Business Secretary Vince Cable has said the government is willing to take "further action with tax on banks" if they do not increase lending to small and medium-sized enterprises (SMEs).
Mr Cable told MPs on the Business Committee that the level of lending to SMEs was a "serious problem".
Under the Project Merlin agreement, the UK's biggest banks are committed to lending £76bn in 2011 to SMEs.
The bosses of the four biggest banks have also given evidence to MPs.
The Treasury Committee heard their views on the Independent Commission on Banking's proposal to ring-fence the retail operations of a bank into distinct subsidiaries, so that these operations would be protected if a bank collapsed.
HSBC chairman Douglas Flint and Royal Bank of Scotland chief executive Stephen Hester were divided in their opinions about this.
Mr Flint told MPs he thought ring-fencing was required, but Mr Hester said: "I believe that creating a ring-fence increases some of the systemic risk and decreases some of the ability of banks to withstand the risk."
As well as disagreement over ring-fencing, there were opposing views over the value to the mega banks of the implicit guarantee from taxpayers that they will be bailed out in a crisis.
RBS, along with Lloyds, was bailed out by the government during the financial crisis, and is now 84%-owned by the government.
Mr Horta-Osorio, said these cheaper funds could be of benefit to big banks' investment banking operations, whereas Barclays Mr Diamond said this was not the case for his bank.
The BBC's Business Editor, Robert Peston, said the normally united front presented by big bankers was absent, and in fact they had a "bit of a scrap".
Big banks, big risk?
Mr Hester said that some taxpayers' money may have been used to pay bonuses.
"It could have fed through to bonuses," he said. "It is entirely possible."
Robert Peston said the remark would be viewed by some as scandalous - and others as a statement of the obvious.
Asked about the breaking up of big banks, Mr Hester said size did not matter.
A big bank did not pose a systemic risk, but a bank that took big risks did, he said.
HSBC's Mr Flint added: "I actually don't believe it would make a great deal of difference to competition. I don't believe for the consumer it would necessarily make so much of a difference."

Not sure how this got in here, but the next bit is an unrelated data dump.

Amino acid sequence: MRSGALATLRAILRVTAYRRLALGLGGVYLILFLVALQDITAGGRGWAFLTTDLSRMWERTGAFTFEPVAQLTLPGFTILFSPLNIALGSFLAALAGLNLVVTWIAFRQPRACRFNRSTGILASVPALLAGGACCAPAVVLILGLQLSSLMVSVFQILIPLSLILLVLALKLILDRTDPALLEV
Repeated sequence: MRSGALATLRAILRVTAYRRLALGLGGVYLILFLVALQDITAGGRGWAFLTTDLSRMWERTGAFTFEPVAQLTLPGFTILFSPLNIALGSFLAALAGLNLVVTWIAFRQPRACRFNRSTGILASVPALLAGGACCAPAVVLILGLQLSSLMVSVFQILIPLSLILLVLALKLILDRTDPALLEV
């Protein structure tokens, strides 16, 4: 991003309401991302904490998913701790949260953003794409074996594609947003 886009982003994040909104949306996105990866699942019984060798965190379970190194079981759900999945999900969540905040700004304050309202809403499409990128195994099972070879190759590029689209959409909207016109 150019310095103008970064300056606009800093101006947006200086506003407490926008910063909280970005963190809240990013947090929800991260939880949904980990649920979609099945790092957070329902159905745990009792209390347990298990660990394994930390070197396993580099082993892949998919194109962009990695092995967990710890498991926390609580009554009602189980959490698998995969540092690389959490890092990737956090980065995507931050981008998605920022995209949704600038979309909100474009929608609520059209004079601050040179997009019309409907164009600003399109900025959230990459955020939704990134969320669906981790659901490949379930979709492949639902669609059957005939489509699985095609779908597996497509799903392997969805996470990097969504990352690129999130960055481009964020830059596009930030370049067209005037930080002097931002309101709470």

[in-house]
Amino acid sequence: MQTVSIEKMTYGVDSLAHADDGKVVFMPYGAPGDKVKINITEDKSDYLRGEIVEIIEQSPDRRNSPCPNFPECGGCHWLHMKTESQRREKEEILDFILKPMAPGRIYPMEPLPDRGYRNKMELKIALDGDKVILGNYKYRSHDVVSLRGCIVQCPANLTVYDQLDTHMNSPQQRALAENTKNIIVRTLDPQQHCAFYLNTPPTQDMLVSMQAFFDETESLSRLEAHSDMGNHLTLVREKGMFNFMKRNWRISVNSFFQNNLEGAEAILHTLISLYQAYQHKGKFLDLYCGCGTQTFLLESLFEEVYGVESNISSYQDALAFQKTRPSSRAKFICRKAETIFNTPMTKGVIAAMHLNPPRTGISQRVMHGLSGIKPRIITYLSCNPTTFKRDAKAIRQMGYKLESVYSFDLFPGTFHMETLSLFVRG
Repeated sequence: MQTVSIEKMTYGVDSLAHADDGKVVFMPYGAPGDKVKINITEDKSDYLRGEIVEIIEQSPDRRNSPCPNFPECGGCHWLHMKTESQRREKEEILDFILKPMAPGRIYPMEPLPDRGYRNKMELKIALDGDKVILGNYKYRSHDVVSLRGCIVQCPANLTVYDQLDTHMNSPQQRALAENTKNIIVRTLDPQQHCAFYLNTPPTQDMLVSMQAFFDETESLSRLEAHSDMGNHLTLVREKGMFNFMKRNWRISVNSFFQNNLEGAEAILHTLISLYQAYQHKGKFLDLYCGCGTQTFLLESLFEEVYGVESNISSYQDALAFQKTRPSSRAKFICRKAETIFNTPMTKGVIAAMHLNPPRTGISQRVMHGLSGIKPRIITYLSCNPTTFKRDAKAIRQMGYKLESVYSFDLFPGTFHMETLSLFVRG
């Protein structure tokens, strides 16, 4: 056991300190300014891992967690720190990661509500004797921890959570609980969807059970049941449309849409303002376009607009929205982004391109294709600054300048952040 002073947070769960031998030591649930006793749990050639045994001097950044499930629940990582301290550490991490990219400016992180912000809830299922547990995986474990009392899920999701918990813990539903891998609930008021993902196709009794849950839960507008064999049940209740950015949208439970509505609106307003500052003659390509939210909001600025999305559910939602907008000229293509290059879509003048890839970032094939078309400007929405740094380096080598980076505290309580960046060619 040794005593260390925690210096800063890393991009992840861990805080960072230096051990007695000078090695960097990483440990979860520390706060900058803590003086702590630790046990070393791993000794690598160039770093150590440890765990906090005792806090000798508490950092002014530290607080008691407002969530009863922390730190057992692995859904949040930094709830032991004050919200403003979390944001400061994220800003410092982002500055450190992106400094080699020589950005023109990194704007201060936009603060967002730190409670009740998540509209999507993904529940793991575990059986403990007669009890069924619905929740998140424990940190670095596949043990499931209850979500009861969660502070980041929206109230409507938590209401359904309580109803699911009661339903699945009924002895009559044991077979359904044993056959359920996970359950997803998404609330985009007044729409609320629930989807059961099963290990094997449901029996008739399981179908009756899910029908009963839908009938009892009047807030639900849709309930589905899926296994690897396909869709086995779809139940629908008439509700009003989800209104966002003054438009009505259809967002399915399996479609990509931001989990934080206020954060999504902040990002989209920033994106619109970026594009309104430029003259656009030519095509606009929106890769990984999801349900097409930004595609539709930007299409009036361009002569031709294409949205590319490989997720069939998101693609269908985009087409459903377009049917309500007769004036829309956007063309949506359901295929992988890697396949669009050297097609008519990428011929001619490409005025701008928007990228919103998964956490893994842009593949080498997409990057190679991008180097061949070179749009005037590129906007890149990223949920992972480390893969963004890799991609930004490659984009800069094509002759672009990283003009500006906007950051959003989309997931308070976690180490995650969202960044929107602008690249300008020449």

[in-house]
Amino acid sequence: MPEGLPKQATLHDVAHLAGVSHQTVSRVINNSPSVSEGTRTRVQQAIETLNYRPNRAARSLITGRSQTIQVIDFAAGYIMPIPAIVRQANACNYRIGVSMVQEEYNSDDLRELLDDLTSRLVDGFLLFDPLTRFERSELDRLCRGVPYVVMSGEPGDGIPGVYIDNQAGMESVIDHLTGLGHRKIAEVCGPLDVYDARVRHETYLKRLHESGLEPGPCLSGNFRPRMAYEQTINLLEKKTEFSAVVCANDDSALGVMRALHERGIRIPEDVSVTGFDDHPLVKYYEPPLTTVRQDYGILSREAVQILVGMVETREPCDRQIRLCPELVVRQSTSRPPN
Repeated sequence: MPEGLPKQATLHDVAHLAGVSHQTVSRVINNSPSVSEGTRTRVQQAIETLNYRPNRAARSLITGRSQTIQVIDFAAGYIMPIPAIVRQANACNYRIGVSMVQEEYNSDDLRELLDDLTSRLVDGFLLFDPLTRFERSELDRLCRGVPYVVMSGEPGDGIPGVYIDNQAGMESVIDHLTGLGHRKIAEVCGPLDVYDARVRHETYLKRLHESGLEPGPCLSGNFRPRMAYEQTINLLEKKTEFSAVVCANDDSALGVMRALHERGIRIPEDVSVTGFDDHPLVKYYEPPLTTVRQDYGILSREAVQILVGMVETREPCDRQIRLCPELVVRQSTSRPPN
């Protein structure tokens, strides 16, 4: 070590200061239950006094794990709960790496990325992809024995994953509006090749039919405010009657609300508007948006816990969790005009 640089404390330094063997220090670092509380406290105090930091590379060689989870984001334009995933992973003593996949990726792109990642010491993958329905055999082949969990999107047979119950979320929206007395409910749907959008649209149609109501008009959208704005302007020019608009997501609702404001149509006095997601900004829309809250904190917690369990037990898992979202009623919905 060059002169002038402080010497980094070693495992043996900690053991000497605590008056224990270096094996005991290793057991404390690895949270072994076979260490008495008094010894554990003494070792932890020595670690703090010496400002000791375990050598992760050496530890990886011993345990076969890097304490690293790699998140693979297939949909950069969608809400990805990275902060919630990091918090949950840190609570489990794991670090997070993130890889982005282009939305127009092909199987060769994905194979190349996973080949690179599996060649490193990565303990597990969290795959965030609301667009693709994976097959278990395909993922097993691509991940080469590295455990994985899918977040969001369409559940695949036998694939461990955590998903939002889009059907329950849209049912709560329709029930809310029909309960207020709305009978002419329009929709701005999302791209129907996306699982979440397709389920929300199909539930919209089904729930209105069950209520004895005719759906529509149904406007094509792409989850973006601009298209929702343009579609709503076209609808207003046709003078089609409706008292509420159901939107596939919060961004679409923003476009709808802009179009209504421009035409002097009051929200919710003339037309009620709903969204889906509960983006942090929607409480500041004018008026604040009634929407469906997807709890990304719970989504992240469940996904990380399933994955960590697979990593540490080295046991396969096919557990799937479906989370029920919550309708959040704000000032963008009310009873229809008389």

Both RBS and Lloyds were told by the European Commission to sell hundreds of branches, 318 and 600 respectively, but the Independent Commission on Banking wants the government to force Lloyds to sell off even more branches.
Lloyds chief executive, Mr Horta-Osorio, said the 600 that he was selling would prove big enough to compete and it was not necessary to sell more: " Our board strongly believes this (extra branch sales) is against the interests of our shareholders, including taxpayers... there is overwhelming evidence this would be a serious and effective challenger."
In his evidence given in the morning, Mr Cable said: "The chancellor and prime minister have made it clear that if we don't get results, they have said we should take further action with tax on banks."
Sanctions could include a tax on profits, balance sheets or bonuses, he said.
But he also said it could be a problem if some banks met lending targets, while others did not.
Under Project Merlin, the amount the four biggest banks, plus Santander, agreed to lend to SMEs equates to £19bn a quarter. However, in the first three months of the year £16.8bn was lent.
Mr Cable acknowledged that while Project Merlin did not set specific quarterly targets, there was now a "catch-up element" involved.
He said there was a mixture of factors involved in why banks were not lending as much as the government wanted.
One was the level of demand - banks say it is weak, but businesses say they are being discouraged from applying in the first place.
The government's requirement that the banks hold more capital was also having an effect, he said, as banks were being more cautious in their lending.
He also said that banks had gradually moved away from "relationship banking", meaning that "at a time of crisis like this they don't have the infrastructure in place to assess the risk of lending to small business".
Mr Cable said if banks did not increase SME lending, the UK's economic recovery would suffer.
"We believe there is an issue with the supply and cost of finance and it is inhibiting recovery," he said. "Certainly, if it's not dealt with, it will inhibit recovery as we move into more rapid growth."
However, he added that he had anecdotal evidence that some banks were changing their behaviour, highlighting Lloyds as taking the issue very seriously and meeting their targets.
"Some banks are trying harder than others," he said, also singling out Santander for its efforts.